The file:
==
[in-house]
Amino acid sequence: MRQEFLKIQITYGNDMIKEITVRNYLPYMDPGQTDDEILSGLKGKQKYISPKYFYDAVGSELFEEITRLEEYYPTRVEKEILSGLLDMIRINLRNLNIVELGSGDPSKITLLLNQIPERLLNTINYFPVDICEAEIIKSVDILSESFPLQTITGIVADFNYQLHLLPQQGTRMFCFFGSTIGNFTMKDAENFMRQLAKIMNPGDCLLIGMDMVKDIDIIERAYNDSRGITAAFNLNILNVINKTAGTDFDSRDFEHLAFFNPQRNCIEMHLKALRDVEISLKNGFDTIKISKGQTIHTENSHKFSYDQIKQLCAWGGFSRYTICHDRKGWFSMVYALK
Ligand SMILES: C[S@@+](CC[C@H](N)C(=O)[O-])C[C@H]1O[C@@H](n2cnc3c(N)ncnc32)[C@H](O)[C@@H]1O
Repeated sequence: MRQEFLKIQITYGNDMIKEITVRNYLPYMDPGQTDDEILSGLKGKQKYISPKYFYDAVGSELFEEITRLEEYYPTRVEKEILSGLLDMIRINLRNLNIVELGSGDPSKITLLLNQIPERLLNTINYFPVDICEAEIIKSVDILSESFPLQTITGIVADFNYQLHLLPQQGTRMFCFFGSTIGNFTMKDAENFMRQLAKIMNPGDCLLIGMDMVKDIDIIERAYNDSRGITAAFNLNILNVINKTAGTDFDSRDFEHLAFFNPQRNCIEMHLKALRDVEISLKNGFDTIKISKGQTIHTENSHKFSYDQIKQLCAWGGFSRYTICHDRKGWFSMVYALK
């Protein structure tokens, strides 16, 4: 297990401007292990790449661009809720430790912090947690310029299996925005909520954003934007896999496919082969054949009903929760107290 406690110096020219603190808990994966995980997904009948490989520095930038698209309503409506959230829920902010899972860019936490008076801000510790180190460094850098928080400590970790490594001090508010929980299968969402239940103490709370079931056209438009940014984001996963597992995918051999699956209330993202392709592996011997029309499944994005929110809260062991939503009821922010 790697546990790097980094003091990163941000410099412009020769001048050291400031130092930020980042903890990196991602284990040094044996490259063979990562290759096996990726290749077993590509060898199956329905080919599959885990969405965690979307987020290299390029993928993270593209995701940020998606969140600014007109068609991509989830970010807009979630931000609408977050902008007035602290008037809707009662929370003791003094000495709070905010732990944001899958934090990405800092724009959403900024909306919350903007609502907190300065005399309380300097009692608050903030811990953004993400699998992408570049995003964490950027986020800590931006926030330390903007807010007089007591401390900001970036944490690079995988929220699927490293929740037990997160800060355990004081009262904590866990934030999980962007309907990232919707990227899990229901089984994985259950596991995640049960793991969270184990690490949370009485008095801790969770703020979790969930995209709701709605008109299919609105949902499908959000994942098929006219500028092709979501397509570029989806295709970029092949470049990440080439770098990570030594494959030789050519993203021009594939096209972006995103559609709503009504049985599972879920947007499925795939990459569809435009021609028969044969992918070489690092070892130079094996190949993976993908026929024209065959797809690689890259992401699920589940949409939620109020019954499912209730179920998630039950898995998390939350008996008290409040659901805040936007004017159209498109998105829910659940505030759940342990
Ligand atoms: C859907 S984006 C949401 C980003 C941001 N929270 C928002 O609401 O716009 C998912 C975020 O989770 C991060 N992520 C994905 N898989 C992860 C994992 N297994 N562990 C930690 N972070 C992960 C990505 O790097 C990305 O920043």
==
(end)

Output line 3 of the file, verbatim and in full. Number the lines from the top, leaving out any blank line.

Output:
Ligand SMILES: C[S@@+](CC[C@H](N)C(=O)[O-])C[C@H]1O[C@@H](n2cnc3c(N)ncnc32)[C@H](O)[C@@H]1O